Eficode goes east

The Software production company Eficode locates in GE building, the old industrial area in Vallila, Helsinki. Stepping in the building is like taking a leap from an industrial- to a postindustrial Finland. International atmosphere  hits you at the door.  The office could be anywhere in the western world. A dozen of the 90 employees in a bright open office come from all over the world, from China to Africa

Nur Sah Ketene

Eficode’s official working language is English and it is used always when there is any non Finnish-speaking person around.  Divesity of the staff is wide.  So is the age-range. Although the average age is around 30, they can’t be accused of age discrimination, because they also have employees over sixty years old

“Being an international company has been our aim from the beginning,” says Risto Virkkala the owner and MD of Eficode. “We consider international people being equal  with the Finns. That’s the way we got our international customers.”

Eficode is specialized in producing tailored software and related IT services for midsize and large businesses, as well as those in the public sector, such as National Land Survey of Finland (Maanmittauslaitos). Many of their customers are listed companies and international enterprises. Founded in 2005, Eficode hired the first employees the following year and has rapidly expanded all around the Eurasian continent.

“While Finnish companies normally expand to Central Europe, we swam against the mainstream, and went to the East. In addition to our offices in Copenhagen and Beijing we have a small sales office in St. Petersburg.”

“Typically IT companies go to China for the cheap labour, but we are exporting knowhow. We provide systems and support services, develop software products and help other IT companies to improve their software development processes. In China they have a large market and IT business is growing rapidly, but it is also a big challenge. They also have a huge bureaucracy, but because of our Chinese employees we had a kick-start in China. And our software is implemented to function also with Chinese characters.”

Eficode teaches Ruby on Rails web application framework at local universities and recruits employees before they graduate from the schools like University of Helsinki, Aalto University and Haaga-Helia. In May (2012), Eficode’s own Ruby on Rails experts coached at Rails Girls coding workshop for the first time. Rails Girls encourages women to learn to code and build web applications. Right now 13 females are working for Eficode; seven of them are coders, and the rest of them are in sales and management. 

Since Eficode operates in the General Electric premises, there are certain security standards in the building. Big American companies really look after their tenants and their health. A non -smoking environment  is nothing new here, but their dining room offers reduced salt and low fat  meals.  And they call Finland a “nanny state”.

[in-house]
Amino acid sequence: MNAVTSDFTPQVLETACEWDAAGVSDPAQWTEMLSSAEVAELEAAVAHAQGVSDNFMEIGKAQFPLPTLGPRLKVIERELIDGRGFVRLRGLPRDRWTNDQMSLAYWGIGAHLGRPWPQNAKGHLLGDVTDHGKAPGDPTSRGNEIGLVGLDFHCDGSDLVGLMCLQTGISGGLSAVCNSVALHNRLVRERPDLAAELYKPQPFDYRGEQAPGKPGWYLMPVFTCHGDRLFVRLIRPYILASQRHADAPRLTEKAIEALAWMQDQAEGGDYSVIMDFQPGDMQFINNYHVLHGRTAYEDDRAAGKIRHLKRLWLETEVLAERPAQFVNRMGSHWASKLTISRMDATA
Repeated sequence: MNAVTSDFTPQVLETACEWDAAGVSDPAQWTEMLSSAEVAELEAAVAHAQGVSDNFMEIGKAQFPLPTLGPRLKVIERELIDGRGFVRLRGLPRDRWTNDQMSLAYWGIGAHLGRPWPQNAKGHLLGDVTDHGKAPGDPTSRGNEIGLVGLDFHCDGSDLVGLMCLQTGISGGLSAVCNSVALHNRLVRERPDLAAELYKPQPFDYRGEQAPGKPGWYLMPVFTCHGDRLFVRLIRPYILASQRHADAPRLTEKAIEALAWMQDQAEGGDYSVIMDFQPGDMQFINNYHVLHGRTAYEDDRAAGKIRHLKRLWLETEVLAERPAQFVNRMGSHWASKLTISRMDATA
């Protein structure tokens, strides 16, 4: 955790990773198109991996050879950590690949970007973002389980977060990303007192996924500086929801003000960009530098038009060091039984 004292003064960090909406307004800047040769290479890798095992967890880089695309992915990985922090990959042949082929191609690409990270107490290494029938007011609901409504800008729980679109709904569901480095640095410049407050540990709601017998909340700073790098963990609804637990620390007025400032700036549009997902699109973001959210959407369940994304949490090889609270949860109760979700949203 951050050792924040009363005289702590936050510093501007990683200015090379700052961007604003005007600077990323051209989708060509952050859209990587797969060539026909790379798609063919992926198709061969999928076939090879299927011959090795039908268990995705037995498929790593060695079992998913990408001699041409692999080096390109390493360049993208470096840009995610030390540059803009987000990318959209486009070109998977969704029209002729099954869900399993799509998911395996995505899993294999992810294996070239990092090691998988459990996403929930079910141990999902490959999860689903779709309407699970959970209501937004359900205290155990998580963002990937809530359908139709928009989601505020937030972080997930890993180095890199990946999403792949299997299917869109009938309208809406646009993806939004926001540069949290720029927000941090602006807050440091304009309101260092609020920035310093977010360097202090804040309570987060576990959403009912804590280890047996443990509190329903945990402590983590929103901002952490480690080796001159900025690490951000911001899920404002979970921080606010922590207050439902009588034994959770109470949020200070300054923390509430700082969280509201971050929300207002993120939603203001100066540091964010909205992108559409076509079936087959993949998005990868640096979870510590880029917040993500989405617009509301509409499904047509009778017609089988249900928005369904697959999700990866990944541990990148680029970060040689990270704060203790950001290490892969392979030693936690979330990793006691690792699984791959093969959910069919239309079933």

THERE’S A LOT OF FISH UNDER THE ICE

Software Production Improvement Consultant,  Nur Sah Ketene, 28,  from Ankara, Turkey has been working for Eficode from the beginning of this year.  Nur was hired while he was writing his thesis in Haaga- Helia where he was studying business Information Technologies.

In Turkey, Nur had first studied hydrobiology, but then decided, it was not for him. He first arrived in Finland in the winter 2008. Naturally that was first a bit of a culture shock.  A long dark season and distant quiet people can’t be that easy to handle for someone from the  Mediterranean zone. Nur was prepared for  the worst, but from the beginning he spent his time in multicultural surroundings and that helped to make a smooth landing in snow.  

At the time when Nur studied  in Haaga- Helia he used to run HHLinuxClub ry, a non-profit organization, trying to promote the use of open source technologies. He did it for three years and that, besides his studies, kept him more than busy. Someone may ask: Did he have time to study the local language at all?  

 “I’m a slow learner of Finnish,” says Nur.  “We had only three Finns in a classroom,”” he adds.

“But sometimes he mumbles something in Savo (a dialect from the heartlands),” says a colleague.

“Soon I learned that big personal space around a Finn was not really a barrier. In our company everybody helps you with everything. Even people from the different teams. You don’t have to be afraid ask anyone. And once you break  the ice, you can make true friends.

Even if ice hockey is not a big thing in Turkey, the  hockey gold last year and exploding celebration on the streets and squares of Helsinki helped Nur to find totally different quality in these reserved people. Unfortunately that happens only about once in a generation.

Nur visits Turkey about twice a year, but he has no plans to return there?  ”Or maybe, if Eficode sets up an office in Turkey… Let’s see what happens.”

“There is a lot of fish under the ice,” as an old saying, perhaps from Savo, goes.